Pre run for the Baja 1000, autumn 2008. We are on our way in the four-seater: Armin Kremer, our navigators Bryan and Sam, and me. It’s shortly past noon, the sun still burns in November. We are making good progress on the plain south of Mexicali. At somewhere around Race Mile 230 the track makes a wide loop around a perfectly flat dry salt lake. If we should go straight ahead here it would take us much quicker to the next service point and consequently to the hotel and consequently to a cool beer in the hotel …
The eight cylinder sings its 640hp tune, everything’s fine, we discuss via intercom: Should we give it a go? Look, there’s a motorbike track turning off into the plain. And there: the track of an ATV! Unanimous decision: We try it. I’m behind the wheel, turn in, new direction: shortest way to the hotel, wonderful … until the buggy feels like a ship on the sea, begins to float, loses ground! We start to sink, and I keep my foot on the throttle. The engine roars, behind us we shoot the mud up into the blue sky. But we get slower … and slower … and slower … and we stand. Axles on the ground, wheels deep in the sh … , if you know what I mean. Within 65 yards this salty mud brought us from 120 kph to a standstill.
OK, I switch off the engine. We leave the car. Always a strange moment. It is very quiet. Only the mud sizzles on the exhaust pipes. We sunk our buggy in the mud down to the axles. I call Martin on the satellite telephone. He is only two hours away with the truck.
What can we do in the meantime? Well, that’s clear: We’ll stuff everything we can find behind the rear wheels and catapult the buggy out of the mud. There’s only one tiny problem: There isn’t much in the desert. And even this is scarce.
Some dry branches, old planks, tyres. Well, it looks good. So I jump into the cockpit and stroke the throttle pedal as gentle as I can. And the buggy doesn’t move, but pieces of planks, mulch and tyres are evenly distributed behind our buggy over maybe a hundred feet.
Hey! Finally! There’s Martin in his truck!! There at the horizon! Hey, what’s he doing? He stops almost 400 metres away from us. He approaches us on foot, grins and says: “Well boys, I just didn’t want to sink the truck.” We don’t say anything, just stand before him like total greenhorns. Up to the knees in salty mud. Deep peeling for our calves. Martin says: “I’ll drive back to Mexicali and get some boards. It’s a two hour drive there and two hours back.”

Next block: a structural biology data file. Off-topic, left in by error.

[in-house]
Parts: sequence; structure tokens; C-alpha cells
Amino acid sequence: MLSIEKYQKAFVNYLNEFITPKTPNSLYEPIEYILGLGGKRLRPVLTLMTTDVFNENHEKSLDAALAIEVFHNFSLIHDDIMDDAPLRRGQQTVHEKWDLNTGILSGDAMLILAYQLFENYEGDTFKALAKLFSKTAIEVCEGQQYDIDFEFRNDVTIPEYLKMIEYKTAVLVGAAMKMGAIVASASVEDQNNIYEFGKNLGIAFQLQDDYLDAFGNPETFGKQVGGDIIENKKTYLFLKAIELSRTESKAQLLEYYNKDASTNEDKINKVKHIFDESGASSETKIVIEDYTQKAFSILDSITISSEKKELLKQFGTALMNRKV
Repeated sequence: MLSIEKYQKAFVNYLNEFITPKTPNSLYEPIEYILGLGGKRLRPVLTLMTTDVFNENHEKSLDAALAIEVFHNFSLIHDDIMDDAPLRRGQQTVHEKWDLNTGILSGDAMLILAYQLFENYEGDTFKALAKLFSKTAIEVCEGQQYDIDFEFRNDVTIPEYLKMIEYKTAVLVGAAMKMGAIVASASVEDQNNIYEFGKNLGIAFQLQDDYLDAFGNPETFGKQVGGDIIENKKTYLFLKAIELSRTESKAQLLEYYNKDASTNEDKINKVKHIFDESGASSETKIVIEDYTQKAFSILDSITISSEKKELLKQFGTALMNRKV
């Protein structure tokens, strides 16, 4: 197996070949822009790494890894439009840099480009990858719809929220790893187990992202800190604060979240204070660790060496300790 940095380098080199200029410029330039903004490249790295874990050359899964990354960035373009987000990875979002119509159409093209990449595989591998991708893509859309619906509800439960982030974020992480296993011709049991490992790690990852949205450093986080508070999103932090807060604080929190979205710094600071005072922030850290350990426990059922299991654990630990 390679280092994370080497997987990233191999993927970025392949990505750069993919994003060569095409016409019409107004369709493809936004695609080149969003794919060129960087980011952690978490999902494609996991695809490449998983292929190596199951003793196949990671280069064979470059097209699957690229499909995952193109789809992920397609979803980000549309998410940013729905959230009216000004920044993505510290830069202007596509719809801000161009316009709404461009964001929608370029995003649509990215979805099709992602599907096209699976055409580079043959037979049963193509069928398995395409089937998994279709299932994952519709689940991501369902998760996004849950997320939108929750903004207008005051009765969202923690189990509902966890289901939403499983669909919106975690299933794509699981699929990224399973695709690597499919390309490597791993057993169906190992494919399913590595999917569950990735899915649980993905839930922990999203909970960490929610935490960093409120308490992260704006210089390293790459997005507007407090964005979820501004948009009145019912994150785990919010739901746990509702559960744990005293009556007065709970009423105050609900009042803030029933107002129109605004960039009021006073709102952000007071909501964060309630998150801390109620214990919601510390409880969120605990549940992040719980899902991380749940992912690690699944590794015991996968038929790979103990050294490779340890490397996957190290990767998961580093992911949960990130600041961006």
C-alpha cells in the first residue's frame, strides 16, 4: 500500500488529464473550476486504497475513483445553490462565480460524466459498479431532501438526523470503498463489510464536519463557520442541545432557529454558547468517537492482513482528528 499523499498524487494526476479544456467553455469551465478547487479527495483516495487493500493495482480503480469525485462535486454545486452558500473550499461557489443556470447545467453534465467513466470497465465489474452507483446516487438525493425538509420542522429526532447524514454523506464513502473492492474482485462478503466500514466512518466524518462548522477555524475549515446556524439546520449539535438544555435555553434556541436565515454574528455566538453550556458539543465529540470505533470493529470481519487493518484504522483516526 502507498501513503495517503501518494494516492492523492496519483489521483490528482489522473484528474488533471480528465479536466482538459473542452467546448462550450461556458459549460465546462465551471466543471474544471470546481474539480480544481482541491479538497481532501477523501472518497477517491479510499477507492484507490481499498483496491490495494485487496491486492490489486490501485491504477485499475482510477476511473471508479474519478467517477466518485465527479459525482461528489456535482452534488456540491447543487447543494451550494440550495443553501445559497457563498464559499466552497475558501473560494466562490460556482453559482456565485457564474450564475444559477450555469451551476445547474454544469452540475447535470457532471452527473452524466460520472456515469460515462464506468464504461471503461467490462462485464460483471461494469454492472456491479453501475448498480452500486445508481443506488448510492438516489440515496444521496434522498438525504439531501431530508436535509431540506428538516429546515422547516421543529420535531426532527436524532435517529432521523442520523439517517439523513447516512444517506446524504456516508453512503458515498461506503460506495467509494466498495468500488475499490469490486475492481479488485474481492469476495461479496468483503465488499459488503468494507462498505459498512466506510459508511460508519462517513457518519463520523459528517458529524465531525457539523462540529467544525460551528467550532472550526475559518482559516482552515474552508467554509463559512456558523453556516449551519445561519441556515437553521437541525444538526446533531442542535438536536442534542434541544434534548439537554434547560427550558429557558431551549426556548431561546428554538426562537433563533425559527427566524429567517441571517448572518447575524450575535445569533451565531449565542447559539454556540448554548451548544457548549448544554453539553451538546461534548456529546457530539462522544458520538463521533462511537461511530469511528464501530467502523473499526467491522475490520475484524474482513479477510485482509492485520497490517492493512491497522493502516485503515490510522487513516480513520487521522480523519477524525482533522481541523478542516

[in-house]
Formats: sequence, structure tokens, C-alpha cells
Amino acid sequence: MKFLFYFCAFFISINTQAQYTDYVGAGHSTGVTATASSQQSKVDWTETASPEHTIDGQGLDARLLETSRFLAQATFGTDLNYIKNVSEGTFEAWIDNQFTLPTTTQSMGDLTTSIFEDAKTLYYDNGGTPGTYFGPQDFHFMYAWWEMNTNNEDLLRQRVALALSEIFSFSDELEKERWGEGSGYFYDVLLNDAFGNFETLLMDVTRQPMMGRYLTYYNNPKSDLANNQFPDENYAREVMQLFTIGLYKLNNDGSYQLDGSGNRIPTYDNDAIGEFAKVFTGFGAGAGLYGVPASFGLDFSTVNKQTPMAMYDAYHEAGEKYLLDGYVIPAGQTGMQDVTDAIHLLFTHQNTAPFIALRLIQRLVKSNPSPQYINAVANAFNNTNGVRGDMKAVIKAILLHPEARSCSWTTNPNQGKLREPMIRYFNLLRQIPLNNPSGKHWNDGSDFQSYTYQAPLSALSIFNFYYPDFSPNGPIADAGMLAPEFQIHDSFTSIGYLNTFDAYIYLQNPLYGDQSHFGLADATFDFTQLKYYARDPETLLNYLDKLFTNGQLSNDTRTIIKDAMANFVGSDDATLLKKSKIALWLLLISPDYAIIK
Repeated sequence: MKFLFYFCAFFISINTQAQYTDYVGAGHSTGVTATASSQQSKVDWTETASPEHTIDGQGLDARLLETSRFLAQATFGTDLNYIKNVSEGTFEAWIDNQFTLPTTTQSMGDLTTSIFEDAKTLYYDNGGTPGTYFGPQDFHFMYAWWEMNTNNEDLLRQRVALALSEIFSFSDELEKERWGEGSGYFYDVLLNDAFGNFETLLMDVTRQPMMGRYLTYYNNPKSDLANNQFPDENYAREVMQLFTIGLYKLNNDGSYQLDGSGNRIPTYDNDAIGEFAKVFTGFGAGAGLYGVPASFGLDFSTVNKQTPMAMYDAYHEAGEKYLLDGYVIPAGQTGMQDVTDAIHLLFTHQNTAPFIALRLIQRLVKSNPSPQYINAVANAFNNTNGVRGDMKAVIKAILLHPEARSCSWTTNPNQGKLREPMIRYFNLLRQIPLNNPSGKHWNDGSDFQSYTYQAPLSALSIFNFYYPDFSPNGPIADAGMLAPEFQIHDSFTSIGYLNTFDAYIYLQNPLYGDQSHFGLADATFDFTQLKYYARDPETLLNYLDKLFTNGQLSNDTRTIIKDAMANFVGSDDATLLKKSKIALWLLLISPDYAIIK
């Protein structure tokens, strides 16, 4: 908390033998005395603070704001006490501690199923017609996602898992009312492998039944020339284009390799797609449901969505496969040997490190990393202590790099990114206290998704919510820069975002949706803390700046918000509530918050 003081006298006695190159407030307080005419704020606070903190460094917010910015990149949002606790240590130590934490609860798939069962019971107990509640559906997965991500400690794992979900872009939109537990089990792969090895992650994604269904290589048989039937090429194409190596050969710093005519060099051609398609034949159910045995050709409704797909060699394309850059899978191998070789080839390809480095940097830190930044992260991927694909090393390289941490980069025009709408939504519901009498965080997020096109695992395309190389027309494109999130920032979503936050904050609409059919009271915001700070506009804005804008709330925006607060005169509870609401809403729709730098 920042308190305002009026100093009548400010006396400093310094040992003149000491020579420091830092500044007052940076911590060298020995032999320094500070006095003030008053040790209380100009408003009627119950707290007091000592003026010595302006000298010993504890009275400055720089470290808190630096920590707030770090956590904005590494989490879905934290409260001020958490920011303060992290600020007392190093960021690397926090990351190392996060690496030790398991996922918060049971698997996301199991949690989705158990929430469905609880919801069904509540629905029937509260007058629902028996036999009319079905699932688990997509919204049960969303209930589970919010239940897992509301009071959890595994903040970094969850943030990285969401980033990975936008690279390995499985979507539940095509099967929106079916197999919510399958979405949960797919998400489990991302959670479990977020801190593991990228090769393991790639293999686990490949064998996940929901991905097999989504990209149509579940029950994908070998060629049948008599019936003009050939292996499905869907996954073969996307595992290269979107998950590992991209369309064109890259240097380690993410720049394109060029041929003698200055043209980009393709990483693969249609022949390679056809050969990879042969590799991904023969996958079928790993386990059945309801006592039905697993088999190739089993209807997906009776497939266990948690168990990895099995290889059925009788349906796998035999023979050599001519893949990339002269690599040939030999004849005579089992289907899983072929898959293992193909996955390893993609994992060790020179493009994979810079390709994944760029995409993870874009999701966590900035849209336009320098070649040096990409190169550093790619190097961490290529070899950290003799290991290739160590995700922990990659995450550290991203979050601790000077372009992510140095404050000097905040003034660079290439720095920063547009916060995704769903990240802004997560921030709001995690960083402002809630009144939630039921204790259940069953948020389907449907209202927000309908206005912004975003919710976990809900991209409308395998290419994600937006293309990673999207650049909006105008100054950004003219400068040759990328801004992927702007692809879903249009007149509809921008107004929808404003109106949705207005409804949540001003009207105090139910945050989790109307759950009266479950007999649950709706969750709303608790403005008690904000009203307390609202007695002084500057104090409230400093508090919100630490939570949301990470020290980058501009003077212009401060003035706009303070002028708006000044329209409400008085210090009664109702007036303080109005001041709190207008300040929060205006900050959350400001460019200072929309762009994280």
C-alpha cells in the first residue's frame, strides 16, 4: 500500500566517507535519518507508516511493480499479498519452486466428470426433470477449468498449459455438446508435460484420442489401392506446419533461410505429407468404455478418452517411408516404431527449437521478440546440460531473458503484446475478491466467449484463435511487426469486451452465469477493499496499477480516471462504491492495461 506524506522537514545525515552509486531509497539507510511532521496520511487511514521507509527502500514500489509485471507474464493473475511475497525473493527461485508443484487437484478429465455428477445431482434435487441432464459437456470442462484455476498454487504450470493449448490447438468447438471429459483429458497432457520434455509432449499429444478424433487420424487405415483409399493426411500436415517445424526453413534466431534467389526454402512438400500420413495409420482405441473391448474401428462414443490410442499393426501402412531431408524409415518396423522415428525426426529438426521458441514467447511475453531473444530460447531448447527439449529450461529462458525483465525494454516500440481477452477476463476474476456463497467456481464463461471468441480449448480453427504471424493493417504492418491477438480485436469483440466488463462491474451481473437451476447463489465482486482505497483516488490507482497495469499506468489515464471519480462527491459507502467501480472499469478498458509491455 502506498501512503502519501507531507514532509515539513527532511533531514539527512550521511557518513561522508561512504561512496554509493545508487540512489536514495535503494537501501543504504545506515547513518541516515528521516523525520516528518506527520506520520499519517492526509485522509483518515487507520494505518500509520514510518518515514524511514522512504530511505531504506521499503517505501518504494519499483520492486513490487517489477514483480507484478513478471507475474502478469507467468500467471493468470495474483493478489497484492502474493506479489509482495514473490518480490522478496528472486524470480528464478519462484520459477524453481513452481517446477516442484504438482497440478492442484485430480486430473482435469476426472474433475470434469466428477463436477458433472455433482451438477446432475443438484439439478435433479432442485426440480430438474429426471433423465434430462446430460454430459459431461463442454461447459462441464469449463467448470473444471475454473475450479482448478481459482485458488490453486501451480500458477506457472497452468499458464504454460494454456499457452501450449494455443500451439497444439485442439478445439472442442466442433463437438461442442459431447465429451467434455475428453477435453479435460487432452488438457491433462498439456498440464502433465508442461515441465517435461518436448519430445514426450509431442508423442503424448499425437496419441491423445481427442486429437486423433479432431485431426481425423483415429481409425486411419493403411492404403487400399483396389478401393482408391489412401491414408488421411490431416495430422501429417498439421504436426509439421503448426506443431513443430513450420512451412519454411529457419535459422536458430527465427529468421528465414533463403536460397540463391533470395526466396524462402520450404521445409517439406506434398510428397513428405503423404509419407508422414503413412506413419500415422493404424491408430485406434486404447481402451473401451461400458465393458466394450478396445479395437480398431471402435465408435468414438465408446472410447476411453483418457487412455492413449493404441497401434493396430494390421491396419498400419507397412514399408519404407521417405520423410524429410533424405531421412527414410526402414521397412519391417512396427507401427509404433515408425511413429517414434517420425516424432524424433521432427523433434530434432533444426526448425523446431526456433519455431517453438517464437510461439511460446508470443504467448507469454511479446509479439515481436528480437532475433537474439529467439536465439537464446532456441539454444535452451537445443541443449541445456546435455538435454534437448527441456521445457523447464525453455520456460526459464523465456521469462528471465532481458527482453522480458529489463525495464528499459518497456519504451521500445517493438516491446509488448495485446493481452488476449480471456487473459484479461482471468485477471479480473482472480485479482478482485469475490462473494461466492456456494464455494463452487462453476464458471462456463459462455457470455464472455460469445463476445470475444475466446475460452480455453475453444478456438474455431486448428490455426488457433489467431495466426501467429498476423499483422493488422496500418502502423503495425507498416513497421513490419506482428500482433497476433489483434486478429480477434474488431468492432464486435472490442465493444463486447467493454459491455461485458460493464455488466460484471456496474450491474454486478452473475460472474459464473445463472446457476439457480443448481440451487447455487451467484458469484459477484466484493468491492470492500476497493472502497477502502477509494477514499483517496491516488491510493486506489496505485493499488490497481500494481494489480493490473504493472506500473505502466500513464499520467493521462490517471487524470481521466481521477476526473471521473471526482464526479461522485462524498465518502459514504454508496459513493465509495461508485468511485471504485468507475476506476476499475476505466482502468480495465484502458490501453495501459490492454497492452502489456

The waiting starts
Martin leaves, and we greenhorns stay behind. Our shadows get longer. The silence in the desert is big. We joke around, try this and that, wait for Martin. We wait till 22:00 hours. Finally he returns with wooden planks. Again, he stops 400 meters away from us. So we walk, carry the wood to the car. Put it in front of the axles, lift the buggy up with the jack, try to get it on the wood. If it works it brings us forward a few meters.
The wind blows, and in the beginning it carries away a few curses. But then we turn silent, maybe at one thirty in the morning. We just work. It’s a great feeling to get into a rhythm. I mean, honestly: We were becoming really good in laying wooden flooring onto the Mexican desert.
The sky changes the colour in the east: from pitch black to a glassy dark blue, then gold. It is 07:30 in the morning. We have brought our mud monster back to the track! We load it on the truck, enter the driver cabin. It can be a divine feeling simply to sit and have dry feet!
The guy at the gas stations has seen buggys like this before. He doesn’t ask embarrassing questions, simply gets out the water hose and turns our rolling termite hill back into a race car. I jump under the shower.
Martin says: “Guys, at eleven o clock your pre run continues.” I think to myself: “Why didn’t I listen to my mother when she told me to just be a car mechanic?”
But there it stands: Our buggy: clean, ready to go. I jump into the cockpit, and we’re off! In the evening they expect us at the team HQ in Ensenada, there we will have a cool beer. It we don’t find a short cut on the way there.